Becoming self-reliant, conjoined twins learn to repair electronics – The Tribune India

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Updated At: Jul 27, 2020 07:10 AM (IST)
Sohna and Mohna in Amritsar.

GS Paul
Tribune News Service
Amritsar, July 26
The endearing 17-year-old conjoined twins, Sohna and Mohna, have achieved another feat. Residing at a ‘pingalwara’ in Amritsar, they have honed their skills in repairing electric appliances under the supervision of electrician Malkiat Singh.
Growing up as individuals with distinct features, they keep egging each other. Sohna is quick to respond. “Saanu avaajan paindiyan ne jado kise ward vich light chali jaye. Asi trained han hun bijli de kam ch (We are called up whenever there is a disruption in the power supply in any ward. We are trained now),” he said.
Mohna said, “Asi ik duje nal salah karke bijli theek karde han (We consult with each other while repairing the snag).”
Born on June 14, 2003, at Sucheta Kriplani Hospital in New Delhi, Sohna and Mohna share all vital organs. They have two hearts, two pairs of arms, kidneys and spinal cords, but only one liver and gall bladder. They are conjoined below the torso and have one pair of legs. They were shifted to the All India Institute of Medical Sciences where doctors decided not to separate them as it could entail the death of one.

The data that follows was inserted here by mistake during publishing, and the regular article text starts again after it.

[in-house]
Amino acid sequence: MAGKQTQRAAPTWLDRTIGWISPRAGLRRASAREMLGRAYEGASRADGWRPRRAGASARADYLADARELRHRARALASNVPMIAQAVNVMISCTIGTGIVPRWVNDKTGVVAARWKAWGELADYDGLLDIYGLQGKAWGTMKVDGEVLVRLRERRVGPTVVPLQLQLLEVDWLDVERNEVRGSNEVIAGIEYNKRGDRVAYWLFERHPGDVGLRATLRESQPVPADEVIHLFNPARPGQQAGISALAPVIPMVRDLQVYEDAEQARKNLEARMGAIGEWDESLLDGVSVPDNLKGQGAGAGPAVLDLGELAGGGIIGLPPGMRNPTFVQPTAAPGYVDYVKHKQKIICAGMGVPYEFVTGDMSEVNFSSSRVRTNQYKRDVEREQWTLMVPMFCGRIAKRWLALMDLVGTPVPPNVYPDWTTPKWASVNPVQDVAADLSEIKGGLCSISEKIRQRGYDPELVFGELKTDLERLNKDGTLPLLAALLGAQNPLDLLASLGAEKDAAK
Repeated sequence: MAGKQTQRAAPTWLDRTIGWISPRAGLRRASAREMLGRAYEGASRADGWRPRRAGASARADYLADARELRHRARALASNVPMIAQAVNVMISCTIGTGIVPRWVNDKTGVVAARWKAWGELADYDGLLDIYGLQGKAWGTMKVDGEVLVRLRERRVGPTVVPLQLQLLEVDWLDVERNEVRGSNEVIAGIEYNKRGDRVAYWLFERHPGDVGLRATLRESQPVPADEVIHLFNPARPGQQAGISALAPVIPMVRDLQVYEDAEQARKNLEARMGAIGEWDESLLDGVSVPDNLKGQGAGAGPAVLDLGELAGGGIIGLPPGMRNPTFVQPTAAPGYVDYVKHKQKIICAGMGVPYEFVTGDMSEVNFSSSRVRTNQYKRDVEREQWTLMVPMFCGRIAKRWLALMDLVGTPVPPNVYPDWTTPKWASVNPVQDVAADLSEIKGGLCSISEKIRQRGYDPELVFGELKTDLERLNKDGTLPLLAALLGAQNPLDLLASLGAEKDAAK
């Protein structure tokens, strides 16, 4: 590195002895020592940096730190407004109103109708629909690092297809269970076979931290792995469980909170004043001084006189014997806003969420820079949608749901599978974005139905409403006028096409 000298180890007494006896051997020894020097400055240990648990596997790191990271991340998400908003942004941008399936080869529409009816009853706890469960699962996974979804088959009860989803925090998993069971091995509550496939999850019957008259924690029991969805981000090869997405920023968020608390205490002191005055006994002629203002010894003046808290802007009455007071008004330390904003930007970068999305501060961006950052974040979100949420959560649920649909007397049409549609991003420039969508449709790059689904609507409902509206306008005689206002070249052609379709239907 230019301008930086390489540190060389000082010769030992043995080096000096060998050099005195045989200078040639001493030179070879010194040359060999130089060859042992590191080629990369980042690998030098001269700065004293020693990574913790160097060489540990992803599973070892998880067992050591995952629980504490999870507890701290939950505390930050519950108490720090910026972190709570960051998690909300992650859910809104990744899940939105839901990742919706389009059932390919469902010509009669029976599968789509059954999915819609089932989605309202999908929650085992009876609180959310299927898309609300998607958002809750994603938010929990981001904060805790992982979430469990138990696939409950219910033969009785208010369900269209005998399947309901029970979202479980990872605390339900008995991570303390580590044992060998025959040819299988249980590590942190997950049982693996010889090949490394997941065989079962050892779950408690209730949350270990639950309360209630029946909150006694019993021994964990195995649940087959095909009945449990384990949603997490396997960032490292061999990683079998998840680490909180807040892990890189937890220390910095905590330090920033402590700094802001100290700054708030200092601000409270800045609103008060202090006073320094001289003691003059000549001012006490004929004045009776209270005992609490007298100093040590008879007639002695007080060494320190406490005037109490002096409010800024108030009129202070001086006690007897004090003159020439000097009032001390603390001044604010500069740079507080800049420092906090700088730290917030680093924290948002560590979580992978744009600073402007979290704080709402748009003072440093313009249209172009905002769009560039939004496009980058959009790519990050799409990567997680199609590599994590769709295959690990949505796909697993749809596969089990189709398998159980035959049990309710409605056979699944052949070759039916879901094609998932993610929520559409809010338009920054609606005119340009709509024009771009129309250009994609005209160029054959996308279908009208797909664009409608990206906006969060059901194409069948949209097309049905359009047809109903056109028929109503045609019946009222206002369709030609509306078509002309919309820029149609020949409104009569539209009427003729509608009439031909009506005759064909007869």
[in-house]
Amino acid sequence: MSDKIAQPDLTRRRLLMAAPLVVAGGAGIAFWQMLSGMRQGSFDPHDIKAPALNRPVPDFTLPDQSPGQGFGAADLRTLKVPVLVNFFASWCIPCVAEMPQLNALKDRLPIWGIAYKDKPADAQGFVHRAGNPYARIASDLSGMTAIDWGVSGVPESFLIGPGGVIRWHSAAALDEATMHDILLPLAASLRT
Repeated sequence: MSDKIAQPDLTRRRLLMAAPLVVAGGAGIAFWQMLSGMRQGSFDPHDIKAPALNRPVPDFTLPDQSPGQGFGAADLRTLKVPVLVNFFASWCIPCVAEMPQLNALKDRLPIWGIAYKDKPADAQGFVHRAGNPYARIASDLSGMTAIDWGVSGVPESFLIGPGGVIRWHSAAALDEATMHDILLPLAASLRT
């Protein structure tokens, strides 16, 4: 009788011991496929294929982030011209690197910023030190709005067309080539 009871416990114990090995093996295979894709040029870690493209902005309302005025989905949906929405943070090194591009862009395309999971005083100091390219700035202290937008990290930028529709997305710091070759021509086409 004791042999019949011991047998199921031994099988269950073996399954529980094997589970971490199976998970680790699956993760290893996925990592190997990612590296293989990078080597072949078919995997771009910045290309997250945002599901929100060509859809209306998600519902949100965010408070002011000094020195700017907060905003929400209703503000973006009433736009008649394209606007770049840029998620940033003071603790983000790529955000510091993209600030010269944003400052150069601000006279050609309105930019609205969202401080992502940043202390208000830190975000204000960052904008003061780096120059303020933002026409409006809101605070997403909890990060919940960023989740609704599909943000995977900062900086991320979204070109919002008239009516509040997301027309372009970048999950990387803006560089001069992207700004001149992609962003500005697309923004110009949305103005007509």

Their parents abandoned them, but they were welcomed in a new family at the pingalwara on August 13 the same year. They were named Sohna and Mohna by Dr Inderjeet Kaur, president of the Pingalwara Society.
“Sohna and Mohna are curious and bright, but naughty and chirpy. It is good that they have developed a technical mindset and have learnt repairing electric appliances. Another advantage is that they carry many tools in one go with multiple arms,” she said. They have passed Class X this year. “Later, they can pursue a diploma or degree from an ITI. We are committed to make them self-reliant and lead a dignified life,” she said.
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The Tribune, now published from Chandigarh, started publication on February 2, 1881, in Lahore (now in Pakistan). It was started by Sardar Dyal Singh Majithia, a public-spirited philanthropist, and is run by a trust comprising four eminent persons as trustees.
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